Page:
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Title: Acceptance and adoption of the Internet of Things : user perspective
Authors: Lu, Yang
Issue Date: 2019
Publisher: Newcastle University
Abstract: The Internet of Things promises a new technological paradigm that aims to connect anything and anyone at any time and any place, giving rise to a wide range of new services and applications. Such a grand vision will extend the scope of existing interactions between users and consumer electronics and bring about significant impacts on individuals and businesses. Enhancing user acceptance and adoption is one of the critical means of enlarging the business value of the Internet of Things. The objective of this doctoral work is to study the acceptance, adoption and use of pervasive technologies, as well as how predispositions based on an existing platform affect user attitudes toward its subsequent platform. This thesis consists of three empirical studies, each of which theoretically constructed and empirically tested a framework depicting users’ perceptions regarding technological paradigms, namely the Internet and the Internet of Things. Following the line of the Technology Acceptance Model, the first study started by exploring the antecedents and outcomes of Internet use from the psychological perspective. The second study conceptualised and tested the spillover effects of outcomes of Internet use into the user intention of the Internet of Things adoption. The third study incorporated and examined the perceived characteristics of innovation derived from Innovation Diffusion Theory, focusing on the user adoption of the Internet of Things. With data collected from 615 Internet users in the United States, structural equation modelling was used for data analysis. Three research models have been successfully put forward. Statistical results suggested that, first of all, psychological factors significantly affect user acceptance and the adoption of technological platforms, which in turn lead to many emotional outcomes. The relationships between user beliefs and psychological factors vary depending on personal attributes. Secondly, the outcomes of using the Internet spill over into the users’ acceptance of the Internet of Things, indicating that relevant technologies should not be considered separately. Lastly, in addition to the psychological factors, the characteristics of innovation influence the adoption intention of the Internet of Things. iv This thesis provided insights into the latest state of play in relation to acceptance and adoption of the Internet of Things from the user perspective. This research made three contributions to the existing body of knowledge about information systems and technology management studies. Firstly, it investigated the user interaction with technology in four phases, i.e. the motivations of use, technology acceptance, technology adoption, and outcomes of use. Then, this research elaborated the effects of psychological and emotional factors on user beliefs about technological platforms. Lastly, this thesis examined the spillover effect from the Internet to the Internet of Things, suggesting that the influence of relevant technologies should be taken into consideration in technology acceptance studies. IoT platform and technologies could enhance the “smartness” of future services, leveraging data collected by the context-aware objects, offering possibilities for service and product innovations for businesses. Also, given that the technologies arouse and are also affected by users’ emotions, businesses and policymakers should be concerned not only with technology affordance but also the psychological impact on users in order to maximise the benefits brought about by the Internet and Internet of Things. More specifically, through the diffusion of information technologies and the Internet in past decades, the users are seeking not only instrumental value but also the emotional value of new technology products and services. As such, the practitioners should take note of the target customers' attributes, preferences, and emotional responses toward relevant technologies in new product development and marketing strategies.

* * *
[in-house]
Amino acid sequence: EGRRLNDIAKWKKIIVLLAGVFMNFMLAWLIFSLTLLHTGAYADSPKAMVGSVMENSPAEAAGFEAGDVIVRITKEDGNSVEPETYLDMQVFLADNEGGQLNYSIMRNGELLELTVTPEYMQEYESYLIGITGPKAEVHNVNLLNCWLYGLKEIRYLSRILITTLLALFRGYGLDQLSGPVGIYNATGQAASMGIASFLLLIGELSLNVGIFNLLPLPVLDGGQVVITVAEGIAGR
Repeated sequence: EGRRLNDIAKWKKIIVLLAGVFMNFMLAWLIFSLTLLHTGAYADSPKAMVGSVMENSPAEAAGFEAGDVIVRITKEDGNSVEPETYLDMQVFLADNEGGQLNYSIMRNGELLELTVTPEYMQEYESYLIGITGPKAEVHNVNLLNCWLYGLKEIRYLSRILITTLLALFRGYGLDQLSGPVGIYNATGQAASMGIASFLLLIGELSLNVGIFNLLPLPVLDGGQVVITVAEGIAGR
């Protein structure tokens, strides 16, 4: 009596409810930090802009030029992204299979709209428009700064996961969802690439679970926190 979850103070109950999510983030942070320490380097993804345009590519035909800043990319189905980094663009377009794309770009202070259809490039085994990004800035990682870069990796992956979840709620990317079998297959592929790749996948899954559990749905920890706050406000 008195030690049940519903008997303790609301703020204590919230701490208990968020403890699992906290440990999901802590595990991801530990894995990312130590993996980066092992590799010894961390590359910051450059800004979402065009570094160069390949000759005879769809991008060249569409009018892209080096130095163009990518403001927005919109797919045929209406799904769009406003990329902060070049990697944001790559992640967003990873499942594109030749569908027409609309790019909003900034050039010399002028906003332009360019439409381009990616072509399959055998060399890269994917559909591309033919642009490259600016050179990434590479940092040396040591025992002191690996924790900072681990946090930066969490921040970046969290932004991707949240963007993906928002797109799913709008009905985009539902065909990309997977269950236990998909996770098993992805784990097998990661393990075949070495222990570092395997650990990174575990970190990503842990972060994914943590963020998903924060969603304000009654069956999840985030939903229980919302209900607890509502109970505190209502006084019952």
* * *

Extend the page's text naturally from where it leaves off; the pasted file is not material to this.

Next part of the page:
Description: PhD Thesis
Appears in Collections:Newcastle University Business School

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